In the corner of your mind
Imagine that you were to give form, all in one place, to the fragments of ideas that you cherish, the ones that inhabit a certain part of your brain. Not the ideas that feed into conversations in daily life, but rather those that hide in the corners of your mind, that you may only rarely have had the opportunity to say out loud, your dreams, your fantasies, your curiosity about other worlds and other populations.
It is this highly oneiric experience that we sense on entering the exhibition of Tatiana Trouvé (born in 1968) at the Centre Pompidou. The Italian artist who lives in France and grew up in Africa has created a magical and mysterious world, one that is hard to fathom, from which we may re-emerge dumbfounded without elucidating what it contains. The 800m2 of this total art installation is composed primarily of markings on the floor.
Cards to understand life
Tatiana Trouvé explains to us that these are different maps that she became aware of over the course of her readings. “When you become interested in cartography you find new ways of understanding life. On the floor I have reproduced diagrams that superimpose over each other, for example a map from the Warlpiri aboriginal people which gives as much importance to dreams as reality, and the olfactory maps that wolves make when they use their excrement to delineate their territory.”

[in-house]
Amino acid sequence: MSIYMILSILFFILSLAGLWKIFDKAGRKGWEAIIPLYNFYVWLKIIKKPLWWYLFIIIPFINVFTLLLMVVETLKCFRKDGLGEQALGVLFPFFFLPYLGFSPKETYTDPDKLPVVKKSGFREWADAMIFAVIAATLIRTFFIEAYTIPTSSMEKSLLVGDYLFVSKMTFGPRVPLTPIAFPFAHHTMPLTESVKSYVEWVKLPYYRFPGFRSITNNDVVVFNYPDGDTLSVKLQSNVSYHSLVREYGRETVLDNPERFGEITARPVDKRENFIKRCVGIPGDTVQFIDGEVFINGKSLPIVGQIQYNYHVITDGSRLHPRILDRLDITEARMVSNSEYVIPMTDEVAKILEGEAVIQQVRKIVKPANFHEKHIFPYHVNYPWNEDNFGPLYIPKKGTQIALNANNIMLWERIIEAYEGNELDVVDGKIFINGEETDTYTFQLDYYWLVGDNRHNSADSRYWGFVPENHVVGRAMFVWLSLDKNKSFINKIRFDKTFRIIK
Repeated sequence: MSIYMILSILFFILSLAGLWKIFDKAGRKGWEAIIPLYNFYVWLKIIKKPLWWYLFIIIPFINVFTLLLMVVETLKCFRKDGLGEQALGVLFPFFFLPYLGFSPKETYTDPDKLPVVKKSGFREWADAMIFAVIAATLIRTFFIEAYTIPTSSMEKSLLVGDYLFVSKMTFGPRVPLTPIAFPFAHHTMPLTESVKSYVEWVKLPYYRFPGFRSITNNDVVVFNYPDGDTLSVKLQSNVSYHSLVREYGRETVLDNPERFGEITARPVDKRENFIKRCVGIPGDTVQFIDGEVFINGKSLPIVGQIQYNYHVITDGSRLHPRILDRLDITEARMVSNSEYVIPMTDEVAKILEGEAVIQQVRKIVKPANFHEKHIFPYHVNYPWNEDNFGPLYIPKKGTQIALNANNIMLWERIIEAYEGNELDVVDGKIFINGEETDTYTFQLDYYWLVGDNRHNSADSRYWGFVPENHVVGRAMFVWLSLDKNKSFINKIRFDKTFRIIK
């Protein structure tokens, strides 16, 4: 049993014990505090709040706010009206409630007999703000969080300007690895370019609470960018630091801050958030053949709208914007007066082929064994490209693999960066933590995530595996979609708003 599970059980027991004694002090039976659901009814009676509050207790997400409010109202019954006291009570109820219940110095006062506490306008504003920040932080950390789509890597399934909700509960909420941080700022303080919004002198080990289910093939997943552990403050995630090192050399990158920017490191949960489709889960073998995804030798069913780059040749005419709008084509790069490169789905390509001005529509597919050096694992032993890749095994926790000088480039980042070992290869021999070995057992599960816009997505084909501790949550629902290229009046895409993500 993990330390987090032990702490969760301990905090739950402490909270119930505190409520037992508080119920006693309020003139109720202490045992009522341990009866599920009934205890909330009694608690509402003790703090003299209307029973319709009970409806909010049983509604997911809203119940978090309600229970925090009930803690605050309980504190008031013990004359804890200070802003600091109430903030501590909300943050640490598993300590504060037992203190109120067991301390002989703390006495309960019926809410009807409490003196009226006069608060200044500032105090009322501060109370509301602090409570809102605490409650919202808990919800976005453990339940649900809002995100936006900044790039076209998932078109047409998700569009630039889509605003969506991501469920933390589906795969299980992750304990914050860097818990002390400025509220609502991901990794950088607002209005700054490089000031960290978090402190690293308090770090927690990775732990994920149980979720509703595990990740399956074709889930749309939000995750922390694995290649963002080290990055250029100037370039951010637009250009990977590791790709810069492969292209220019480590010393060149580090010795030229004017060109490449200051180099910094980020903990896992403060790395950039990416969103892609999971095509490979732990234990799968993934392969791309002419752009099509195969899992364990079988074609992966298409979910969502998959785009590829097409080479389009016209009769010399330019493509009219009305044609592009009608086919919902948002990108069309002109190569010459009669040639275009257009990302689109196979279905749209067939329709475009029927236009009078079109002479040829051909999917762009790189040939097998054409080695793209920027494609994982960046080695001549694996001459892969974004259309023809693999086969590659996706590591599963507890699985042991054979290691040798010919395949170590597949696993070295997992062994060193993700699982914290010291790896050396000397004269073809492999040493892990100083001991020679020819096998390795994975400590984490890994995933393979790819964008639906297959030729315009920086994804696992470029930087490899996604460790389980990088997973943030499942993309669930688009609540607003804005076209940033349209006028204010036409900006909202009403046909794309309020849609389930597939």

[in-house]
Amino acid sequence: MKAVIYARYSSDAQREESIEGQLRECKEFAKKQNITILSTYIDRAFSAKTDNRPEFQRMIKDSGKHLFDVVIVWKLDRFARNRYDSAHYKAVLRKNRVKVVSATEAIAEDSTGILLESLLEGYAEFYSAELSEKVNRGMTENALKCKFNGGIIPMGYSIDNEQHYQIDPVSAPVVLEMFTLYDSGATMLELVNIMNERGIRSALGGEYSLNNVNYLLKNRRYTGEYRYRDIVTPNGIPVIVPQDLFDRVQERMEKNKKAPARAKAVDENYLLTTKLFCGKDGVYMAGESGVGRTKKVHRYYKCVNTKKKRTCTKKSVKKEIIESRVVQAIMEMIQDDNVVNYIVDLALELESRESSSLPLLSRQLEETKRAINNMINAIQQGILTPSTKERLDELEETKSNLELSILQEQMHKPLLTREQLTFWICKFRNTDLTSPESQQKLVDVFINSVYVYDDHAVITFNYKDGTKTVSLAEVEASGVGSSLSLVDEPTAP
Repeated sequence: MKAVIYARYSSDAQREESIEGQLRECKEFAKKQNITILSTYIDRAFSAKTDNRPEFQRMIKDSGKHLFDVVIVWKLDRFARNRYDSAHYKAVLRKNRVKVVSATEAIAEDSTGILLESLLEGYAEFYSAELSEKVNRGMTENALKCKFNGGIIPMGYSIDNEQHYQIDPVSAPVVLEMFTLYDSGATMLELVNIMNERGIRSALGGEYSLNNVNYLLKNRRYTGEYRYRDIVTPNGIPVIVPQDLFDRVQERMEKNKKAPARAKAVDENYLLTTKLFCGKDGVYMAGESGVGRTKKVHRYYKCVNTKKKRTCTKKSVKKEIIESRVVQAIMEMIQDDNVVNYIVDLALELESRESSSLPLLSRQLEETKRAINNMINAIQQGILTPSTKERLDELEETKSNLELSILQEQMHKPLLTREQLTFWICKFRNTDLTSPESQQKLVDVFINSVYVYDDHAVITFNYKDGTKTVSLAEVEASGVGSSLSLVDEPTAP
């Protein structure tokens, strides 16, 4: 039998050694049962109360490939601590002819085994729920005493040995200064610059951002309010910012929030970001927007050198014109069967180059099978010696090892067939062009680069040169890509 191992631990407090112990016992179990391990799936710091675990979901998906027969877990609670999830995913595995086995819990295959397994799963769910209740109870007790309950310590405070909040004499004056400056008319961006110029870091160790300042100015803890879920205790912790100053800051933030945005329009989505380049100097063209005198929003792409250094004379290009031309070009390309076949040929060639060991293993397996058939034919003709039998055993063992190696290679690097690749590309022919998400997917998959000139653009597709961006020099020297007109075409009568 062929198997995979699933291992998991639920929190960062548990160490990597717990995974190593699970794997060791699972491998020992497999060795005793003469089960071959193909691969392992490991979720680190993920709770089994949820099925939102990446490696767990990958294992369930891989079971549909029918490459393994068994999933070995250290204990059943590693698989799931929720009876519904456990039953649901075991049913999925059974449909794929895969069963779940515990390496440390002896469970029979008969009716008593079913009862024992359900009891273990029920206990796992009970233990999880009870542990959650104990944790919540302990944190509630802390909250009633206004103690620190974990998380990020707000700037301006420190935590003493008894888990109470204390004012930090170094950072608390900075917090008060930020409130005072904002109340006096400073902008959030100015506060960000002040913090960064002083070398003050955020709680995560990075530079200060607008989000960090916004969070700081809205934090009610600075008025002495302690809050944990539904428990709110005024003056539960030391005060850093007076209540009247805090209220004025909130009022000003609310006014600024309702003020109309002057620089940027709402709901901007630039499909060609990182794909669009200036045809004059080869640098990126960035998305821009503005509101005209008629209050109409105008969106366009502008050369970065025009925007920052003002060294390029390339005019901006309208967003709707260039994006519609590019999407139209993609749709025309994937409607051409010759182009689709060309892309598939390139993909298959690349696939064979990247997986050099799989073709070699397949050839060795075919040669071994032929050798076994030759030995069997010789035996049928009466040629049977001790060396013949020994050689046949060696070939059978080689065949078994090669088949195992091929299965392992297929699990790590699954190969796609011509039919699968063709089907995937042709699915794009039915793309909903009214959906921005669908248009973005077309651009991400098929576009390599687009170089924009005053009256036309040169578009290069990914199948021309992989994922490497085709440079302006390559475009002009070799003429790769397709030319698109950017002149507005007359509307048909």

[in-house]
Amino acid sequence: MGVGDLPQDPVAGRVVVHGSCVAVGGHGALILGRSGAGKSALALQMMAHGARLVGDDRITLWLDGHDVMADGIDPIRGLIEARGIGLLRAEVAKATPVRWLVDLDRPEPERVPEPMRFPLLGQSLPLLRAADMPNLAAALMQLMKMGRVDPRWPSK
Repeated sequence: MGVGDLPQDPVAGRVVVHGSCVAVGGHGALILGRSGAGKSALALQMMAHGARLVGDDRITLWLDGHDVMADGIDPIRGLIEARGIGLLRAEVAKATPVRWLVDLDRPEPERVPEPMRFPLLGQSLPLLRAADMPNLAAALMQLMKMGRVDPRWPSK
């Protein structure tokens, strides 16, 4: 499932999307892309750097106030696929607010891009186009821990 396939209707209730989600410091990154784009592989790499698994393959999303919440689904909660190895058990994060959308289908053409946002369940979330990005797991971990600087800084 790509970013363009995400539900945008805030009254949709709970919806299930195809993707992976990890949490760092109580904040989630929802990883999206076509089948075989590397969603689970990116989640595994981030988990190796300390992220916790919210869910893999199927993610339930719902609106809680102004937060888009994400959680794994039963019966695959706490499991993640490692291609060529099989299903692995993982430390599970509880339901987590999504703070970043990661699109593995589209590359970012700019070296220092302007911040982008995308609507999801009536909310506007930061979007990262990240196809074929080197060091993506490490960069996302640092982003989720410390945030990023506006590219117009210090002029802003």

I like to lose myself
But above all the room has been transformed into a labyrinth of images thanks to huge drawings with mysterious lines that hang from the ceiling at different heights. In short these are paintings that float in the open space of the museum. For some time Tatiana Trouvé has been drawing on very large-scale surfaces up to 4 metres in length. “On a large scale I like to lose myself more.” She takes pieces of coloured paper, the surface of which she first attacks with bleach.
She then describes her activity like a sort of trance. Images emerge from the different markings completed by her pencil. “My idea was to create a sense of disorientation,” she explains. It resembles depictions of film scenes with the characters taken out. I have already written a report on her sculptures exhibited at the Villa Medici (See here).
During the pandemic
A large wall at the entrance to her room at the Centre Pompidou shows the series that was made daily by Tatiana Trouvé during the 2020 lockdown in France (see also the subject I dedicated to her drawings chronicling the pandemic). “Every day I selected the front pages of the free newspapers in the countries most affected by the pandemic. I printed them out and then I painted or drew on them. They are workshop pieces, records of an era.”
This exhibition, which is beautifully titled “Grand atlas de la disorientation” (The Great Atlas of Disorientation), is like a world in itself.
Until 22 August. Le grand atlas de la désorientation. https://www.centrepompidou.fr/
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